After the Mettams gave up their business in the 1950s, the whole yard was taken over by Hubbard and Phillips, who used it as a distribution centre for their vans and extended their warehousing to encompass a large part of it. Part of navigation House may have been used for meetings but with no domestic resident the building slowly began to fall into disrepair.
Navigation House was rescued by North Kesteven District Council as part of the ‘Sleaford Pride’ project to restore the whole of the Navigation Wharf area. Navigation House itself was one of the last elements of the new development to be completed. Work began in 1998 to stabilise the structure, and lottery funding was then secured to turn it into a heritage centre, which was finally opened in 1995.
People behind the Slea Navigation
Peacock, Handley and Kirton
The bankers behind the Slea Navigation.
Anthony Peacock, Benjamin Handley and William Kirton were businessmen and partners in a newly opened Sleaford bank in their namesake – Peacock, Handley and Kirton. The Bank building still exists in Sleaford today as part of the Lloyds branch which is in Northgate. These three gentlemen were a driving force behind the Sleaford Navigation being realized and gave it their financial backing. Handley attended the public meeting held at the George Inn, Sleaford in October 1791, after which Jessop’s plan to adapt the Slea was passed in Parliament in 1792.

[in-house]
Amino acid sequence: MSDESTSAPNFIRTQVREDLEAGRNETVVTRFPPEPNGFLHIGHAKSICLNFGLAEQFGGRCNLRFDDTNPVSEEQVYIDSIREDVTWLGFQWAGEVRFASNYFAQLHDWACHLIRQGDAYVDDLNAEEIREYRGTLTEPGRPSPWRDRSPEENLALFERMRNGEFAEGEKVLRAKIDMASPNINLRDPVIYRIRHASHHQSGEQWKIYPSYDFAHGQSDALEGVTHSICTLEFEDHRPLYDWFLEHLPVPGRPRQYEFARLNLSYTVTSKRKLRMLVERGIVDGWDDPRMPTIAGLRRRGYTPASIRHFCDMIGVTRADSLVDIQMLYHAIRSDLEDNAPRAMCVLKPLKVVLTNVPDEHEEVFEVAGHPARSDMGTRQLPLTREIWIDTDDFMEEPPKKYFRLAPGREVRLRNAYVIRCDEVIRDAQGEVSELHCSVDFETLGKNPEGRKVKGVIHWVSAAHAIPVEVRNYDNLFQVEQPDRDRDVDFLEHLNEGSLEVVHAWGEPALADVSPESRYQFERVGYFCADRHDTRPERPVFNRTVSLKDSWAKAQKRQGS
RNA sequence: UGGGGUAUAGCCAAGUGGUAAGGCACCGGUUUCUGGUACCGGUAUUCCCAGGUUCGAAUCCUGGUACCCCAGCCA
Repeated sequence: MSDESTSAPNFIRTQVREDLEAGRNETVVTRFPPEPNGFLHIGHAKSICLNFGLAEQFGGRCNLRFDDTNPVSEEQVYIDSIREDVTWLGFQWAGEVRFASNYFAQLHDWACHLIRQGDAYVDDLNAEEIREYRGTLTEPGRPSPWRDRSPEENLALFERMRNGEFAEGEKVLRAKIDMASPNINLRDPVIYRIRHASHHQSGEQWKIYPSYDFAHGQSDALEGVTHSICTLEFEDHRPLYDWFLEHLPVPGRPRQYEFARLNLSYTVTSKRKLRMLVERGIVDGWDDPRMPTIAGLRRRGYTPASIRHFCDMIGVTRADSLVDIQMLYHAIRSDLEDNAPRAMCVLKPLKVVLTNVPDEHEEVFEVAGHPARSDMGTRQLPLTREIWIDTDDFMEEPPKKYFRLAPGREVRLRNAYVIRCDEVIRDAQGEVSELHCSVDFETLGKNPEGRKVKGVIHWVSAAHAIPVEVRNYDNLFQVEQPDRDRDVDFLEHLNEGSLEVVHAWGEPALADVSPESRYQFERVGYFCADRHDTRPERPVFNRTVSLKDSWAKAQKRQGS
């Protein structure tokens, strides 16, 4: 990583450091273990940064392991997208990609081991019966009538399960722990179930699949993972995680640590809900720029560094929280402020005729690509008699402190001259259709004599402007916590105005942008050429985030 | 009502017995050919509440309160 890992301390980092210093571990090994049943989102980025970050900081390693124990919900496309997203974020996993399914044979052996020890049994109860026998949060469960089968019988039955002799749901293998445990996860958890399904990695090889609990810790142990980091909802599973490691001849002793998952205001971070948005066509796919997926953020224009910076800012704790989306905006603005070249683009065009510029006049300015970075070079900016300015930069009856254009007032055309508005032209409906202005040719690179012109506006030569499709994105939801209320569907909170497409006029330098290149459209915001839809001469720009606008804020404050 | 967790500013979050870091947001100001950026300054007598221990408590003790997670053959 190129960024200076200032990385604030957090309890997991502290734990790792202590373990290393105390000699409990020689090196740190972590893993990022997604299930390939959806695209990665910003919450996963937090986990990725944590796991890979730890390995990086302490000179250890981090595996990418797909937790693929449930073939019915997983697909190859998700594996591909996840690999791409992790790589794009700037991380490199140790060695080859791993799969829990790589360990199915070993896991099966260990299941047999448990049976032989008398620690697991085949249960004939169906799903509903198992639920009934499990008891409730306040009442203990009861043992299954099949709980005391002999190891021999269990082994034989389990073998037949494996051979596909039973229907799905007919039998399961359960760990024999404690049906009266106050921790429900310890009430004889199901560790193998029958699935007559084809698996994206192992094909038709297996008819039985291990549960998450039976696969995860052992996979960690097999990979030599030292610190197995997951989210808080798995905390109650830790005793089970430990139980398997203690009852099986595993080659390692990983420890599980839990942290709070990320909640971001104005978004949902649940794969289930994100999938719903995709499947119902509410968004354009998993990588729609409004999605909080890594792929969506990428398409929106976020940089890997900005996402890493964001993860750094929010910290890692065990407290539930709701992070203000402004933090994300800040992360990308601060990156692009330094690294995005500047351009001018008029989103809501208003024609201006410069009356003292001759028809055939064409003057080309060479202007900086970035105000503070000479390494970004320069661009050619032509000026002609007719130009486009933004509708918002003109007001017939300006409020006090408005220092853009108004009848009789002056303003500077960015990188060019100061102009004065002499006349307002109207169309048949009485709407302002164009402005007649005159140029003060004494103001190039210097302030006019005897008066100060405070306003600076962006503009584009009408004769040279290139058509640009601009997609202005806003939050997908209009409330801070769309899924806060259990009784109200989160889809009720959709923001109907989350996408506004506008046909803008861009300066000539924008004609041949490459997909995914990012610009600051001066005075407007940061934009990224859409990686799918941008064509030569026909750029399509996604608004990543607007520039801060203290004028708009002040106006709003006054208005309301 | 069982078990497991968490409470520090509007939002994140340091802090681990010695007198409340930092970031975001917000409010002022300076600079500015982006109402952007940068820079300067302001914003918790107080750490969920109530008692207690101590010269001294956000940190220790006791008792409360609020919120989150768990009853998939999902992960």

Benjamin Handley proved an invaluable asset. He was appointed Treasurer of the newly founded Company of the Proprietors of the Sleaford Navigation and made the Company a loan that gave the business a flying start.
William Kirton was a partner in the Bank and a Navigation shareholder. He shared a 48 ton sloop ‘Union’ with local merchant, John Brittain, which traded regularly along the Sleaford Navigation to Leeds.
Anthony Peacock was the Company chairman and a partner of the Bank. Sadly the Navigation hastened him to an early death in 1809; he was crippled with rheumatism from wearing wet clothes during his time superintending drainage-works on the Navigation.